THE REALITY OF A DEBT CONSOLIDATION PROGRAM AND WHY IT IS USUALLY NOT A GREAT IDEA
Debt Consolidation may appear to be a good alternative to Bankruptcy, but it is usually not the case. Here are the reasons why:
- You may have all the intention in the world to repay your debt on affordable terms, but creditors do not have to accept your terms. Creditors may continue any and all collection efforts under the original terms of the debt obligation no matter what you try to do; thus, an attempted full consolidation of your debts may not be possible.
- A debt consolidation company charges a monthly fee, with no guaranteed results.
- The fees associated with debt consolidation usually exceed that which would have been incurred if you had originally filed a Bankruptcy Case. Please see the discussion with regard to Chapter 7 and Chapter 13 Bankruptcy.
- Unlike a Bankruptcy Case, you will continue to accrue interest on your debt(s). The interest rates may be reduced, but they will never reach 0.00%.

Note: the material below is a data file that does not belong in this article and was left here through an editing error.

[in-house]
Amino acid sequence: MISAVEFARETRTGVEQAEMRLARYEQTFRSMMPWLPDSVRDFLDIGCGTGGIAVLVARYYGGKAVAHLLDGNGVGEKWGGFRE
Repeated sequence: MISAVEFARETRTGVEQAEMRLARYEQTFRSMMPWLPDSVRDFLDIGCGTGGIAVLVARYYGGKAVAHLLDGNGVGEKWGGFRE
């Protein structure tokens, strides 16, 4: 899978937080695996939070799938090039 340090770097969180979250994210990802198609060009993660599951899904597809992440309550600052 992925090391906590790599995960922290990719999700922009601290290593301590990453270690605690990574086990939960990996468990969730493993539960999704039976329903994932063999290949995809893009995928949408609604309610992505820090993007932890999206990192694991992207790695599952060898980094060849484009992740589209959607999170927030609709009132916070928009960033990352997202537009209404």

- A debt consolidation program lasts a number of years, whereas a Bankruptcy Case may only last a few months. Please see the discussion with regard to Chapter 7 and Chapter 13 Bankruptcy.
- A debt consolidation appears on your credit report just like a Bankruptcy Case would appear and there is no significant difference in the impact on your credit score. In fact, in most instances, your credit score repairs itself much faster after filing a Bankruptcy Case when compared to entering into a debt consolidation program.
- If you do not complete the debt consolidation program, you are back at square one.
- Whichever creditor did not participate in the debt consolidation program can and will continue to pursue any and all collections efforts, including lawsuits, harassing phone calls, collection notices, wage garnishments and the potential seizure of your assets.